What is natural gas

Natural gas is a fossil fuel like oil and coal and is sometimes referred to as methane, a colourless and odourless fossil fuel.

When microorganisms, sea plants and animals died over 300 million years ago, even before the dinosaurs, they settled on the bottom of the oceans which covered most of the earth. This decayed matter from plants and animals is called organic material – it was once alive. Over time, the soil and mud changed to rock, covered the organic material and trapped it beneath the rock.

Pressure and heat changed some of this organic material into coal, some into oil (petroleum), and some into natural gas – tiny bubbles of odourless gas.

The main component in natural gas is methane, a gas (or compound) composed of one carbon atom and four hydrogen atoms.

Where does natural gas come from?

Natural gas is generally found deep underground near coal seams or oil fields. It consists mainly of methane, a hydrocarbon that is lighter than air. It is formed in a similar process to oil.

Like oil, natural gas is believed to have formed from living organisms that died millions of years ago in shallow oceans and seas. Scientists believe that as the organic matter was covered before it could decay, this allowed anaerobic bacteria, assisted by heat and pressure, to begin the process of turning it into gas and oil.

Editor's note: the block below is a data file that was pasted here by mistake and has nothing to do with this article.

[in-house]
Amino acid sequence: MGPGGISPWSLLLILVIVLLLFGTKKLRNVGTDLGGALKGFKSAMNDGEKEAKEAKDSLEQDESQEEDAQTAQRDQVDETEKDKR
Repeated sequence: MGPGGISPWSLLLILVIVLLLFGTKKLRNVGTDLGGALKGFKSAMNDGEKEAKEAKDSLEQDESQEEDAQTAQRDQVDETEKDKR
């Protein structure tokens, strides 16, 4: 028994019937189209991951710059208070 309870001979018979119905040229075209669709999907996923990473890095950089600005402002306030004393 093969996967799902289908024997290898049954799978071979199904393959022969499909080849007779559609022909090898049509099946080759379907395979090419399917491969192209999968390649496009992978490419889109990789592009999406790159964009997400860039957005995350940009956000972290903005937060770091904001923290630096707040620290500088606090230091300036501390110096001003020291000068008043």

The natural gas would get trapped in pockets of underground rocks. As the earth shifted and buckled over thousands of years, it flowed through fault lines into pockets under solid rock such as granite or marble, where it was trapped and could not escape into the air above the earth's surface.

To bring natural gas to the surface, a drilling rig drills a shaft deep into the ground. The gas travels up the shaft and is transported by truck or through a pipeline to a refinery to be processed.

The refinery removes impurities from the natural gas like sulphur and compresses it for easier transportation.

From the refinery the gas travels through pipelines or is shipped by truck or ship to where it is needed. This can involve transporting the gas hundreds or even thousands of kilometres across sea and land.

How do we use natural gas?

Domestic and industrial uses

Natural gas is clean burning, easy to transport, convenient to use, and, in Australia, in abundant supply. It is used in many different ways, including:

Frying egg • in homes for heating, hot water and cooking

• in businesses for cooking, drying and heating purposes

• for electricity generation in power stations

• for transportation as a fuel for buses and cars

• for the manufacture of fabrics, glass, steel, plastics, paint, and other products

• in the production of ammonia, for use in fertilizers

• as a portable source of energy in barbecues and for camping.